KYLE PALARINO SIN

While most of the North American world is going to sunny blues festivals listening to who can tear up the neck of the guitar with more notes than dollar bills in Donald Trumps bank account, I’m thoroughly enjoying the deep sounds of Paul Karapiperis new album, “One Sin in Seven Parts.” I don’t see one ray of sunshine on this album and I don’t care. Paul grabs the sun with his bare hands and pushes it down under the horizon. Ahhh the darkness now sets the stage for this album. He quietly whispers to you from an alleyway and you have a choice: turn it up and back away or do you dare just get closer and really find out what that noise is creeping out of those speakers.

There are only seven songs on the album, but I can say this a lot here. Each song gets into a hard groove that should really scare the pants off ya. When you would watch Muddy really get excited about a groove he would get that lost look in his eyes. These aren’t the grooves of the 60’s or 70’s blues jams, thank goodness!! They are modern grooves of industrial wasteland and vacant brick warehouses. The resonator guitar work just haunts the dank roads of sin that we all struggle through in life. And remember this is an album of sin in seven parts. His harmonica wails like a ghost, not Casper, flying through walls to chase you around that abandoned house on the hill overlooking the sea with the waves crashing up on it. Chills just run up my spine at times as I hear the train shooting down the decrepit tracks that have rusted in the rain. The beauty of the true world’s landscape is shown in the music.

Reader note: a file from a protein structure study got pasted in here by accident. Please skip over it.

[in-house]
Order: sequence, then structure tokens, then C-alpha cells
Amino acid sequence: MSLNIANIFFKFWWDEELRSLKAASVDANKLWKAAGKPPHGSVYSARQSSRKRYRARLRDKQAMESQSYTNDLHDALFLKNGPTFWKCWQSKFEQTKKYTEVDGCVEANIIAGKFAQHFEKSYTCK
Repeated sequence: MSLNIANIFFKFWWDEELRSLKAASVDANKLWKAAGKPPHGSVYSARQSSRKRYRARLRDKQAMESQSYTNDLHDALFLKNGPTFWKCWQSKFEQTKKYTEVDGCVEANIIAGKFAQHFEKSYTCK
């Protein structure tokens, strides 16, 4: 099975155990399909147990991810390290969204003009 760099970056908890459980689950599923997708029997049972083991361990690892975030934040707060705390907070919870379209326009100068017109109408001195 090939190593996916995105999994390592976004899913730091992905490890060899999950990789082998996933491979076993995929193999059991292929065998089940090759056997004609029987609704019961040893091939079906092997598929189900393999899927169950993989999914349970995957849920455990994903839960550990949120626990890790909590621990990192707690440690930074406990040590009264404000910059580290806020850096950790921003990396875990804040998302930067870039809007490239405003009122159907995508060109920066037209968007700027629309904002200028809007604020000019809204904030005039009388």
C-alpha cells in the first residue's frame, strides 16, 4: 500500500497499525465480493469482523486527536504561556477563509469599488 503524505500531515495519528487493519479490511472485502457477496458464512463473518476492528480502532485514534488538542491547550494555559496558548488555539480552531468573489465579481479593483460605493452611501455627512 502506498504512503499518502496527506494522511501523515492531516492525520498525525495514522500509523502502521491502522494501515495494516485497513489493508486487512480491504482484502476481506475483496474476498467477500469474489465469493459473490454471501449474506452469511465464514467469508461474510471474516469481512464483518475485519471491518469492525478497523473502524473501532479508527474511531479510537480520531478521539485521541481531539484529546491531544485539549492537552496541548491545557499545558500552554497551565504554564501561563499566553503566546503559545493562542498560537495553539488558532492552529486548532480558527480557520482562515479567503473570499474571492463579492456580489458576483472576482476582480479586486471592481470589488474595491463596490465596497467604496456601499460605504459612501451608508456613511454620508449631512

If you are going for a long trip, this has to be on your playlist. And I don’t just mean a physical trip, cause we all go on mental trips too. Life isn’t just work and sleep; it’s also the study of what’s really in between the tracks. Now take your time and enjoy the bright Festival season while it lasts, because as Paul brings out this beauty, it might be a long cold winter, but you have company.

Kyle M. Palarino